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How your diet is affecting what your child eats

Healthy Eating By Esther Muchene
A child’s diet can be influenced even before birth (Shutterstock)

For a long time, there has been debates on where a child’s diet preferences come from. While many people support that it’s all about what parents cook at home, other studies have shown that genetics has a role to play.

ALSO READ: Four health benefits of reducing your sugar intake

Quite a wide subject with varying opinions, we will try and demystify whether or not what you consume could be the reason why Junior can’t stand his broccoli.

A study shows significant results in the link between food and genetics when it came to classes of foods like fruits, proteins and vegetables. To get the best results, researchers focused on studying twins, both fraternal and identical for this experiment. Turns out that a big percentage of their liking towards these foods is genetically influenced. Still, there was a lot of evidence to show that the environment affected their response to these foods.

When it came to snacks and carbs, however, most of the results leaned towards environmental influences as compared to genetic factors. That proves that many children are exposed to health issues like obesity, heart problems and diabetes based on what they’re allowed to eat at home.

So, how exactly can a child’s preferences link to genetics? There is still a lot of research to be done but some suggest that it has a lot to do with the mother’s diet while pregnant.

During pregnancy, the baby is surrounded by amniotic fluid. The study found that after around 12 weeks, they’re able to taste some of the amniotic fluid. That means, they can taste whatever mom eats or drinks. They also found that babies who were exposed to a lot of salty snacks while still in the womb responded well to salty solutions once they were born. The researchers speculated that babies responded well because of evolutionary instincts in babies where they feel safer consuming what their mothers ate or drank.

Kids can be conditioned to like other types of foods (Shutterstock)

They tested the same theory with alcohol on rats and the results showed that the kittens were more drawn to alcohol infused rats as compared to those that weren’t exposed to alcohol. These studies shed light on the dangers of consuming alcohol or taking drugs while pregnant. There are so many babies who are affected by this and end up developing Fetal Alcohol Spectrum Disorders because the alcohol passes through the placenta as well. This predisposes the child to birth defects and other developmental issues like poor memory, short attention spans, speech problems and other issues as a result.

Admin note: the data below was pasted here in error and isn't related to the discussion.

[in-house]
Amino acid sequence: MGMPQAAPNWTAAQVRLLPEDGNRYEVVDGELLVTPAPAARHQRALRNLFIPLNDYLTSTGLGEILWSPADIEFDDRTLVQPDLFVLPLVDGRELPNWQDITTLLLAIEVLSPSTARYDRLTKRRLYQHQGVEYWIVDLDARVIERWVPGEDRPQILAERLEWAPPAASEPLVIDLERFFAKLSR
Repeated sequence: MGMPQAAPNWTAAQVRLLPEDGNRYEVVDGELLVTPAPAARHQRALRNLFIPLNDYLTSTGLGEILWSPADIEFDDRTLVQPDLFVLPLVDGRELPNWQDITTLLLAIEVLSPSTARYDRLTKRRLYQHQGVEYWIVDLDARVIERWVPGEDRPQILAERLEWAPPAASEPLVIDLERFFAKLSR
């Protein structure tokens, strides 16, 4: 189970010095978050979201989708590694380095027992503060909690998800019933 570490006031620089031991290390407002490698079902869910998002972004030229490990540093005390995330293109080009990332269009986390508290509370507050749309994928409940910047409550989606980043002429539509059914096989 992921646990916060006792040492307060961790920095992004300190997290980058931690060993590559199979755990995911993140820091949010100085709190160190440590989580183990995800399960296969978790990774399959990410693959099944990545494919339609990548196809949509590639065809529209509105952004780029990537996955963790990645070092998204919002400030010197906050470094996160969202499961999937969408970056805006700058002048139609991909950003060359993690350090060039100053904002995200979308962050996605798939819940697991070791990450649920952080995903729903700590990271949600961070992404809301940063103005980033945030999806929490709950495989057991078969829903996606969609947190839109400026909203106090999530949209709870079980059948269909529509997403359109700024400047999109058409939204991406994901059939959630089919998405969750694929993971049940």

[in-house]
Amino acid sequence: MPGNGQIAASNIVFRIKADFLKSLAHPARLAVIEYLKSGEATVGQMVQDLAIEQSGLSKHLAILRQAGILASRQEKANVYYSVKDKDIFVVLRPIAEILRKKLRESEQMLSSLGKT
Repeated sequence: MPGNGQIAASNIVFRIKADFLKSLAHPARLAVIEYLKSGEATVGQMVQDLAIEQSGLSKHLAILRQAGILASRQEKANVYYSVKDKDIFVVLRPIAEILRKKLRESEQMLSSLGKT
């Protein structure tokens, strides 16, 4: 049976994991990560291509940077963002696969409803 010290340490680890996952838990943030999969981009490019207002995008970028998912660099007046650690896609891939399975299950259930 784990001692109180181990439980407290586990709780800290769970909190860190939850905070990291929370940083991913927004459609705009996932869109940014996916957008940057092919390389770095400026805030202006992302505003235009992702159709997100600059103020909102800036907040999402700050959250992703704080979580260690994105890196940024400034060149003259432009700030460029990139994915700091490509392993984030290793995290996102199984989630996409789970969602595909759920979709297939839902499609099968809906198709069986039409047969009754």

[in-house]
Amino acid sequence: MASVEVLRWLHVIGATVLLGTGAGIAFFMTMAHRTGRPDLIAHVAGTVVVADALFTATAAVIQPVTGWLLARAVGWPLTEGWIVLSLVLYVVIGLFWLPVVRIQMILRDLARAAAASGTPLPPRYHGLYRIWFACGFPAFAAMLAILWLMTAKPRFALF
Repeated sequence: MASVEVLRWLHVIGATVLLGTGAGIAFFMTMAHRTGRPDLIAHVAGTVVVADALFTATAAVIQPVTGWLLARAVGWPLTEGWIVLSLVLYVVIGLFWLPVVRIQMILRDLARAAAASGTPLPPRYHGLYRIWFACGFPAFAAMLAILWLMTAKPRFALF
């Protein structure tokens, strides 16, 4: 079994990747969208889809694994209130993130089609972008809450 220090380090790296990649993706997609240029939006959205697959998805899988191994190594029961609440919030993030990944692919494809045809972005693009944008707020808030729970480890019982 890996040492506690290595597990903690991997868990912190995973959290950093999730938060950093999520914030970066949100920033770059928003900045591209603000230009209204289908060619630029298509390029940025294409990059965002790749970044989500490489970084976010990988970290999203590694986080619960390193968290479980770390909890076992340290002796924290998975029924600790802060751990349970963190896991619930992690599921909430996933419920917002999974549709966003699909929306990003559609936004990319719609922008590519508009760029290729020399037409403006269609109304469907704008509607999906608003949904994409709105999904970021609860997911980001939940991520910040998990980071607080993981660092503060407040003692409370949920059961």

Breastfeeding also has an impact on a child’s diet preferences. The results of the research showed that a child can taste many flavors in their mother’s breastmilk, depending on what they ate or drank. There were significant signs that it’s possible, although not all flavors are transferred through the milk.

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A child’s diet can be influenced even before birth but this doesn’t mean that they can’t be conditioned to like other types of foods outside those preferences. And the studies also acknowledge that kids generally prefer candy and salty snacks as compared to vegetables and other healthy foods.

But if you encourage healthy foods at home, your kids will embrace them more even when they’re initially fussy. Similarly, if you encourage unhealthy foods and high calorie options, they’re bound to resist when vegetables are served. And either way as children grow older, they’re exposed to a variety of foods so a lot of the weight still relies on environmental factors.

The bottom line is that children should be encouraged to eat healthier most of the time. Obesity in children is a real problem and parents need to serve healthy meals and replace unhealthy snacks with healthy ones.

In fact, you can start embracing healthy living even before they’re born. If you’re expectant, you should focus more on a healthy diet as a way of introducing your child to the same lifestyle.

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